Glowing hot lava flows make their way across the island and engulf countless houses, earthquakes shake the region again and again and a carpet of ash has spread on the streets. The Cumbre Vieja volcano on the Canary island of La Palma is still not at rest after its first eruption more than three weeks ago. For the residents, this is hard to deal with. They have lost everything and an end to the disaster is not in sight. On October 9, an Emergency Pedagogy Team traveled to La Palma to provide emergency and trauma pedagogy support to those on the ground.
"The fire, lava and earthquakes are bad enough in themselves, but add to that the soundscape that accompanies it all. A deep, persistent rumble from inside the volcano, which is very frightening." This is how Emergency Pedagogue Lukas Mall describes his impressions. He heads the Emergency Pedagogy Office in Karlsruhe and traveled to the island to support the eight-member Spanish team. Together they are working with children, young people and adults to come to terms with the traumatic experiences and the current situation. "In the first days, Emergency Pedagogical Trainings were held for teachers*, therapists*, psychologists* and social workers*. They are given a theoretical introduction to how trauma occurs, what the stages are and what effects it can have. In addition, there are practical methods and exercises for overcoming trauma, which the people on site can also use after our team has left," explains Lukas Mall.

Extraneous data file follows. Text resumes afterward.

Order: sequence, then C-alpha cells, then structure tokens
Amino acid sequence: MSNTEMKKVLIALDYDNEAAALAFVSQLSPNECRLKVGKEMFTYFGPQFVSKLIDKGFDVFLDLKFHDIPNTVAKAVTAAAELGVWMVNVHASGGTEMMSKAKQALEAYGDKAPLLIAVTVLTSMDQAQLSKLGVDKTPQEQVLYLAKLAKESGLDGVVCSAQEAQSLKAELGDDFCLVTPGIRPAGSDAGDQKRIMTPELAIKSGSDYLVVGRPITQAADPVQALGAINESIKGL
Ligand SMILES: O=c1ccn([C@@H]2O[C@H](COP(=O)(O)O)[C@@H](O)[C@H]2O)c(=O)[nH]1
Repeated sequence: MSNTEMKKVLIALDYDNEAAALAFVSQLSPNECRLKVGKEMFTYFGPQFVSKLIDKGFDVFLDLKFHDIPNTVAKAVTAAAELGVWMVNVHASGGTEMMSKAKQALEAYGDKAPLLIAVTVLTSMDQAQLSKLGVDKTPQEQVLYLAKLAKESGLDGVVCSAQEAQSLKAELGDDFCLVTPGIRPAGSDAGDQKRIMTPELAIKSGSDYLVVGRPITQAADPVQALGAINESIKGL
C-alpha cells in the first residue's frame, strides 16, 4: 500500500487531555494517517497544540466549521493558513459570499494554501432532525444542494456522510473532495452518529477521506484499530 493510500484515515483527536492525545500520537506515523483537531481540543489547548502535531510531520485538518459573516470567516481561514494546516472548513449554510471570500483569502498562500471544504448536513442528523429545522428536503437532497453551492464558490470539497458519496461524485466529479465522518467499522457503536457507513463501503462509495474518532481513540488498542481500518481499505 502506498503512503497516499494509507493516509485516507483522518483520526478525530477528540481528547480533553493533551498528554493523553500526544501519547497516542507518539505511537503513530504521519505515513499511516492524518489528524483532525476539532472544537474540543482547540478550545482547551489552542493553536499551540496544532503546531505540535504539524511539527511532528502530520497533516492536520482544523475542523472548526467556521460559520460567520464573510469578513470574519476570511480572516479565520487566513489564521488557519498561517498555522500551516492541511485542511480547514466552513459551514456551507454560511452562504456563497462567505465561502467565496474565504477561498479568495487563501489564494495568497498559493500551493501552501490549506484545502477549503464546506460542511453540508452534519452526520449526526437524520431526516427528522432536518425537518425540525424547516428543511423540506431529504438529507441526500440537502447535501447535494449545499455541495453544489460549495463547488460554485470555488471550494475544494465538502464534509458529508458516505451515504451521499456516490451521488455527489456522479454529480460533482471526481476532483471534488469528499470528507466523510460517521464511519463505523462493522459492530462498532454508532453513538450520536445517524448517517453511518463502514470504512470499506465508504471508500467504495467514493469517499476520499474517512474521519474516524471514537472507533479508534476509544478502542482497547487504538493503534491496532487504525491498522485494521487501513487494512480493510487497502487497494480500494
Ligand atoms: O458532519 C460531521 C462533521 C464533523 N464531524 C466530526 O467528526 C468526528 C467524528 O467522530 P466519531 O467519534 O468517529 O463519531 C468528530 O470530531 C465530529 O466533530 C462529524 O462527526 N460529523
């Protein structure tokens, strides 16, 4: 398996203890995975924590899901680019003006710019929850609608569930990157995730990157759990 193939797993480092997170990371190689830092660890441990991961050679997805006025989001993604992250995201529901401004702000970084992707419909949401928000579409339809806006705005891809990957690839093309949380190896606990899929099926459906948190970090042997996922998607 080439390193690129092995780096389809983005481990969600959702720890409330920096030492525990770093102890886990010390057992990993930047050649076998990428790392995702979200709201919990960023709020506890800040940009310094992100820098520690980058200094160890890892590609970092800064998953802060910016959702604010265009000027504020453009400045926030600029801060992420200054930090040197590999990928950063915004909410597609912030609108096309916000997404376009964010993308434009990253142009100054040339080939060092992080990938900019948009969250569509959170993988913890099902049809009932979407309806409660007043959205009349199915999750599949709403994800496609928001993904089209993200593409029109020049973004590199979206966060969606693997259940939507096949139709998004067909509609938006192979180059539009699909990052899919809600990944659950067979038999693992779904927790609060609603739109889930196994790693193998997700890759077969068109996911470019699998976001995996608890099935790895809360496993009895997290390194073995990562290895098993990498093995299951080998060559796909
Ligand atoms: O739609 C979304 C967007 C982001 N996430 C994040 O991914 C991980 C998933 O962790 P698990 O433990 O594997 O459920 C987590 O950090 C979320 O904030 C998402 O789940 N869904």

In addition, the team worked in Llanos de Aridane - the most severely affected area - with evacuated children and their families, whose houses were buried under the lava. In a playful way, children learn how to cope with loss, fear and uncertainty. The stressful experiences can be processed and expressed through painting, singing or movement games. Through these and many other Emergency Pedagogical methods, the self-healing powers are stimulated and trauma sequelae can be mitigated or completely prevented. Even if they appear to be doing well from a purely external perspective, the islanders have been severely affected mentally by what they have experienced and need support.
"How long the people of La Palma will continue to be exposed to the danger from the unpredictable volcano is not certain. They will probably have to hold out for the next few days or even weeks and watch as the lava destroys their island and thus further livelihoods," says Lukas Mall . This makes the work of the Emergency Pedagogues all the more important, as they are able to take the first step towards healing the psychological wounds.
(by Bonnie Berendes)
Friends of Waldorf Education
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